by Dan Froomkin
The ultra-high-end real estate business, where Donald Trump made a lot of his money, is the easiest place for oligarchs and others to launder large amounts of illicit cash.
And because several of the lawyers on special counsel Robert Mueller’s team investigating Russian connections with the Trump presidential campaign are specialists in money-laundering and other financial crimes, some observers are speculating that he may be looking into Trump's past business dealings to see if any of those connections are relevant to the matter at hand.
The fact that money-launderers flock to luxury real estate is nothing new, and isn't much of a mystery either. It's the direct result of a major loophole in U.S. government rules that require banks to report cash deposits over $10,000 -- but allow property owners to accept $10 million in cash for a condo without divulging who gave it to them.
When it comes to the real estate business, the anti-money-laundering rules only apply to banks and other financial institutions. So when buyers take out a mortgage from a lender, they are extensively scrutinized and unusual amounts of cash are reported to the government.
But by paying all cash – behavior that would reasonably raise the most suspicion – real estate buyers actually avoid setting off any alarm bells. The real estate agents and owners pocketing huge sums are under no legal obligation to report that to anyone.
For fraudsters, drug cartels, oligarchs and corrupt foreign government officials looking for a way to launder huge sums of illicit cash -- and park it somewhere safe -- high-end real estate is the investment of choice. "You can put a lot of money in one place at one time, without raising any eyebrows," says Heather Lowe, legal counsel for the dirty-money watchdog group Global Financial Integrity.
The Treasury Department explains it this way: "The real estate market can be an attractive vehicle for laundering illicit gains because of the manner in which it appreciates in value, 'cleans' large sums of money in a single transaction, and shields ill-gotten gains from market instability and exchange-rate fluctuations."
A New York Times series in 2015 found that more than half of the $8 billion spent each year on New York residences that cost more than $5 million comes from shell corporations that mask the real owners' identities, one possible sign of money-laundering.
Under pressure after the New York Times series, Treasury Department officials in early 2016 decided to try an experiment in Miami-Dade County and Manhattan, ordering title insurance companies there to identify the individuals who owned the shell companies making all-cash purchases -- and requiring them to send copies of the buyers' IDs to the Treasury's Financial Crimes Enforcement Network (FINCEN).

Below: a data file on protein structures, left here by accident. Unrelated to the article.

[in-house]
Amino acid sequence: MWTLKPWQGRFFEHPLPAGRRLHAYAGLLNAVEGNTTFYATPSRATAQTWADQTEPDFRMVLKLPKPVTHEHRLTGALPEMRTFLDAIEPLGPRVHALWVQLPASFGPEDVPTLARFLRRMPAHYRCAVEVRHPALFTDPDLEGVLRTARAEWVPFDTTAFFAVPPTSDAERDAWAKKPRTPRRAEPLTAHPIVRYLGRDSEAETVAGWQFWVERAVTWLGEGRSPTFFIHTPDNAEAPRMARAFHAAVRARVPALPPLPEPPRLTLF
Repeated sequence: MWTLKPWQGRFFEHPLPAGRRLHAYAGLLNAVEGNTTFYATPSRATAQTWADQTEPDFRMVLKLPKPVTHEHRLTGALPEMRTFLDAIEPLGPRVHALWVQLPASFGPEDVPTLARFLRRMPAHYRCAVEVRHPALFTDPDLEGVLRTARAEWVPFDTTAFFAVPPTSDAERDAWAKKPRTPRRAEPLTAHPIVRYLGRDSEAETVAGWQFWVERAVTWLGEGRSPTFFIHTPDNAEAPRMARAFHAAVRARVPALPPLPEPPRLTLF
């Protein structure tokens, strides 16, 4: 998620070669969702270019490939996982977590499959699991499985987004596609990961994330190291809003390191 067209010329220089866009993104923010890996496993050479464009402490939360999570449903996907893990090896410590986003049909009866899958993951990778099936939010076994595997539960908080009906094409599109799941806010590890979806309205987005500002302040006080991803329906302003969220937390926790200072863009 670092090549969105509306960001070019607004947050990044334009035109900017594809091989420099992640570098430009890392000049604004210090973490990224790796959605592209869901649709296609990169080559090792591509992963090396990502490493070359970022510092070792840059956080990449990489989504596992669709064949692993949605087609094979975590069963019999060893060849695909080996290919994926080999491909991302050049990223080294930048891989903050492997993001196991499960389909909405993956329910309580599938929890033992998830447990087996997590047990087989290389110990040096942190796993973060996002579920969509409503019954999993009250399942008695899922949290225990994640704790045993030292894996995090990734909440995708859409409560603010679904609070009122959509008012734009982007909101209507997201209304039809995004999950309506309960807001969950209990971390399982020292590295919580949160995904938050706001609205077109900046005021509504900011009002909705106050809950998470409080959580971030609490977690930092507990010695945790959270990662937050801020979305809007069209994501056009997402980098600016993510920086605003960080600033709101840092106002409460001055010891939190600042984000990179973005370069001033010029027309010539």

There were still some laughably large loopholes, chief among them the exemption of sales made with wire transfers, which are arguably the most common method of moving cash these days, especially from foreign sources.
But it helped: FINCEN reported on August 22 that a whopping 30 percent of the all-cash high-end real estate deals reported under the new program involved people who were already under government scrutiny due to potential money laundering -- including a little rogue's gallery of bribe-takers and drug smugglers.
And in a shock to Trump cynics, FINCEN officials simultaneously announced that they are not just re-upping the experiment, but expanding it to Honolulu – and including those ever-important wire transfers.
Yet even so, the new rules remain almost laughably easy to avoid: Just don't get title insurance. That's not an option for those of us who get a mortgage, because lenders require title insurance for their own protection. But otherwise, it's totally optional and arguably a waste of money for the all-cash buyer.
The Russians Are Buying
Stories about money laundering in real estate – particularly by Russians and others in the former Soviet bloc – are legion.
One article in the Times series focused on apartments in the super-luxury Time Warner Center as an archetype, and "found a growing proportion of wealthy foreigners, at least 16 of whom have been the subject of government inquiries around the world, either personally or as heads of companies." That "included government officials and close associates of officials from Russia, Colombia, Malaysia, China, Kazakhstan and Mexico.